It says one of the key grounds for a judicial review into the expansion decision is the "apparent bias" of Sir Howard Davies, relating to his past roles at GIC Private Ltd, owner of an 11.9% share in Heathrow Airport Holdings.
Given this potential for legal hold-ups, the Independent's travel editor Simon Calder says, "I wouldn't book a ticket for the opening ceremony just yet."
And it is not just legal challenges that could cause delays.
Despite today's announcement it could be two years before a final "final" decision, thanks to convoluted parliamentary and planning processes.
And there are those who think two years is the absolute minimum and that in reality it could take at least four years.
Heathrow envisages a three-runway airport providing up to 740,000 flights a year, up from the current 480,000.
"What is interesting is what happens in terms of expanding capacity," says Mr Calder.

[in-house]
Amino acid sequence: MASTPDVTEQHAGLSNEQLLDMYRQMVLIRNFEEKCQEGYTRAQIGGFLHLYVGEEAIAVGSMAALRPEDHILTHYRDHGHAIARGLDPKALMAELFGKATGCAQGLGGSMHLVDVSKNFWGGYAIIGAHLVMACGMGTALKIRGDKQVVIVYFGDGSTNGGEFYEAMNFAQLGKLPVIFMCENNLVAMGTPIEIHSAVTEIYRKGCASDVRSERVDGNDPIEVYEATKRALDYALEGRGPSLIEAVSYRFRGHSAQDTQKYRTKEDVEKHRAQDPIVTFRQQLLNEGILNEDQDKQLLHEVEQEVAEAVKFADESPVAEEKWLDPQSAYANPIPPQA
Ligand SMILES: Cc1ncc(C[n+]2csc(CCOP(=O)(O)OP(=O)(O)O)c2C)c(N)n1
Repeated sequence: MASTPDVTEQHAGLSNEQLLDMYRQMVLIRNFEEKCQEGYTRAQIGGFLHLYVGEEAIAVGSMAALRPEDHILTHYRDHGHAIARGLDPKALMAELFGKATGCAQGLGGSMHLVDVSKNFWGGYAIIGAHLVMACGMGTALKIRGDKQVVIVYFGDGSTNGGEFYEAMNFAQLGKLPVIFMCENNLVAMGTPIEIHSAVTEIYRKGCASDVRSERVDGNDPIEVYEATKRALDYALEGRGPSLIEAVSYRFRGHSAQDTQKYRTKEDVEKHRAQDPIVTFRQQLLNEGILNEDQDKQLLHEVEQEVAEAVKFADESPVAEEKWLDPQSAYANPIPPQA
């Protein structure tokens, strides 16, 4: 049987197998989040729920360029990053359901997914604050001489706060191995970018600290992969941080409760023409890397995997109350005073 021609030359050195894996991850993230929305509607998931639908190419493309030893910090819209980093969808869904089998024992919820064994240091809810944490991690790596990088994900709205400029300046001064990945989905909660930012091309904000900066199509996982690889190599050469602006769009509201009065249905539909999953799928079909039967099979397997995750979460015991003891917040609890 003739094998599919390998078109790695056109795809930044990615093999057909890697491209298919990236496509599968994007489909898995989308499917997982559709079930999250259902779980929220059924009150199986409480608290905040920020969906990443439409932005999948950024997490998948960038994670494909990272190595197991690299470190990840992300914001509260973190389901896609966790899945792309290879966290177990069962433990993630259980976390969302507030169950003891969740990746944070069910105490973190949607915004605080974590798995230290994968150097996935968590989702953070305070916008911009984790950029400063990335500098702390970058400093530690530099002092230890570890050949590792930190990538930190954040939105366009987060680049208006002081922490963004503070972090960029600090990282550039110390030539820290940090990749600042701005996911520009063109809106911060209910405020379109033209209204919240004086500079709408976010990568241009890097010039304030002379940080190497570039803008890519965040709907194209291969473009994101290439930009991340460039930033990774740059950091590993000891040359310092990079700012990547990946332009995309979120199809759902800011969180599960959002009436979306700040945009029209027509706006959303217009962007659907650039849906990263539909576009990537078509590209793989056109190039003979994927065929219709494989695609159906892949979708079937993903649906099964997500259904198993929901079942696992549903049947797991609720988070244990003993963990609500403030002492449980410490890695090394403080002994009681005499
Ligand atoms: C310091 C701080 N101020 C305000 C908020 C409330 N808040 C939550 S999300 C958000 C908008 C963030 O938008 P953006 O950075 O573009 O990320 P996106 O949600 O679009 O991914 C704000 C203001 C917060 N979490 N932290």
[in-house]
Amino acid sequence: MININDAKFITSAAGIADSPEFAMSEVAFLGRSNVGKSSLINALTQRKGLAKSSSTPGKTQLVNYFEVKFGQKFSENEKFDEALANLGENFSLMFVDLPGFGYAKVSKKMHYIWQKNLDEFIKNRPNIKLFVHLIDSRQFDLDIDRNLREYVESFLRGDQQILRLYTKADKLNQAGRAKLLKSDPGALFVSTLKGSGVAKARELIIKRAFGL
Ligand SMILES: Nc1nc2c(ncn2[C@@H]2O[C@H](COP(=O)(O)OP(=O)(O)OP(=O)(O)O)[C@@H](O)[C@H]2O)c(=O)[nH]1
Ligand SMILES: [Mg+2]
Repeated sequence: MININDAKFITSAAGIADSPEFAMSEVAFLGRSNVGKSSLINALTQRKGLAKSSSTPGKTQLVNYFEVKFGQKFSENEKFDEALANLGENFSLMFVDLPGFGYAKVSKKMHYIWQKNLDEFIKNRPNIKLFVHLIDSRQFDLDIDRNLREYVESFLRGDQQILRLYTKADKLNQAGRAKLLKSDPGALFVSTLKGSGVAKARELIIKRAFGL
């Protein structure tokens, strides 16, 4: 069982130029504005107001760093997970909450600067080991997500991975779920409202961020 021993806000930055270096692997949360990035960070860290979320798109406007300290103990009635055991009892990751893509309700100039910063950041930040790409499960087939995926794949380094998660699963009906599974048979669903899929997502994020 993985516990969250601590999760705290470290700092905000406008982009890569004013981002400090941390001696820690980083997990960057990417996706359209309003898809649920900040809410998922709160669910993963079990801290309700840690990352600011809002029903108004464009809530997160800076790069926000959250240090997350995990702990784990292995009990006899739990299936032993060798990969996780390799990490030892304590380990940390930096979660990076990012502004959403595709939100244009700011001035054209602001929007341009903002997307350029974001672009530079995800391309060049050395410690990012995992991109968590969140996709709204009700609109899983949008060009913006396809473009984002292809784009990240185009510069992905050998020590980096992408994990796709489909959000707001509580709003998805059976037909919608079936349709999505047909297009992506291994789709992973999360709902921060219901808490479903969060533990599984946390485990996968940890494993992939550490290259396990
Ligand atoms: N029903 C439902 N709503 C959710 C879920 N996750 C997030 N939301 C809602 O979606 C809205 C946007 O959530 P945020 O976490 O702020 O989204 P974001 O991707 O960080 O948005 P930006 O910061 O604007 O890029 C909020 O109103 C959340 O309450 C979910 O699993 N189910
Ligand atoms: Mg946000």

"We are not going to get all the airlines just suddenly saying, 'We have another 50% more aircraft here.' There is going to have to be a gradual building up of their capacity."
To handle the increased numbers, a new terminal building 6 will be built alongside the new runway, while Mr Calder adds that existing terminals 5 and 2 could process more passengers than they do at present.
"For most people the flying experience out of Heathrow will not change much," he says. "It may be that there will be less waiting time before boarding.
"There will obviously be the new terminal building near to the third runway. And there will need to be some new infrastructure in order for passengers to connect to this terminal.
"Where there should be noticeable change though is for incoming passengers - there will certainly be much less time holding in the air before landing."
Once passengers land, there will also need to be extra public transport infrastructure in place at an expanded Heathrow.